Posted on November 11, 2016
Posted on August 19, 2016
It’s not often you will see an elderly Muslim gentleman standing beside a Western lady with a low neck-line. The lady has some Arabic influence however, as she is sporting an intricate henna tattoo on her face & neck, almost like a veil, which must please the Muslim gentleman no end!
Posted on July 7, 2016
Posted on February 18, 2016
It’s the end of another Middle East week and the Friday/Saturday weekend looms large. Seems like it was only a day or two back when the week actually started. This last one just zipped along for sure. Maybe the older you get the quicker the weeks fly by. The end of your time gets closer and time speeds up it seems. Maybe it’s something to do with Einstein and his waves. Einstein’s always coming up with stuff to explain stuff it seems. When he was alive at least. But back them nobody had a clue what he was on about. Just like now. E=MC2. Ya right.
Posted on February 12, 2016
“Life imitates art far more than art imitates Life.” – Oscar Wilde
There are not so many good places to wander about with your camera in Qatar. But the Souq Waqif is one of them and is one of MB’s favourite spots in the locality. Lots of interesting subject matter floating around down there, and being a bit of a tourist haunt, nobody takes much notice of camera geeks doing camera stuff.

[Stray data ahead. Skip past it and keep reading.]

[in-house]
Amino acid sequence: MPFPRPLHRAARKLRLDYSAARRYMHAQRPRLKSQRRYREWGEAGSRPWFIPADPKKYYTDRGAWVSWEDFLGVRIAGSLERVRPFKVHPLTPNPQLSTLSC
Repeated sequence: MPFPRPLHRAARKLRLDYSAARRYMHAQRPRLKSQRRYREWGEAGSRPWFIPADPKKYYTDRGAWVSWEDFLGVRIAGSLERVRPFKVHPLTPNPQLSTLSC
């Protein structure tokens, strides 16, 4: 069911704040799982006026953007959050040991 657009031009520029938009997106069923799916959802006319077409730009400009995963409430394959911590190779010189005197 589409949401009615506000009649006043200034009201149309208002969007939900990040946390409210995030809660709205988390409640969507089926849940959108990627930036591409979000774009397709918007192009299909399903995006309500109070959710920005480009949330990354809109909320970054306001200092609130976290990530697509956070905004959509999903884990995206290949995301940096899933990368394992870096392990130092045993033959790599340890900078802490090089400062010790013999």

Just before Christmas, MB was wandering around the Souq and one of the Souq artists caught his eye. Or rather, 2 of his sketches caught MB’s eye. Interesting that both are of young girls and both come from different fields of ‘Art’, namely Photography & Painting. MB notes that many in the ‘Art’ world do not consider ‘Photography’ part of the world of ‘Art’. But that’s a discussion and debate for another day.
The sketch top right is a representation of one of the most famous photographs in the history of photography, called – Afghan Girl. It appeared as a cover photo of National Geographic magazine in June 1985. The photo was shot in a Pakistani refugee camp one year earlier, and the photographer never took note of the girl’s name at the time. Her green eyes and the intensity of her stare were striking, and the sketch, with respect, does not do justice to the original. The photo, by Nat Geo photographer Steve McCurry, was shot with a Nikon film camera, and is often compared to De Vinci’s painting ‘Mona Lisa’.
McCurry tracked his subject down in 2002, in a remote village in Afghanistan. The subject of the shot (Sharbat Gula, of Pashtun ethnicity) was unaware of the fame of the photo, albeit she remembered the photo being taken, as it was one of only three times in her life that anyone had taken a photo of her. The search for her became a TV documentary and also featured in Nat Geo magazine in April 2002.
The sketch to the left of ‘Afghan Girl’ is a sketch of one of the most famous paintings in the world, called – ‘Girl With a Pearl Earring’, by famous 17th-century Dutch artist Johannes Vermeer. It sits in a museum in the Hague since 1902.
Posted on December 19, 2015
Posted on October 24, 2014
This week’s photo challenge – Cover Art
A photo that would grace the cover of a book, magazine or music album.
MB has selected a wall mural from Thomas Street, Limerick, South West Ireland. Taken June 2014 during trip home.
Posted on June 27, 2014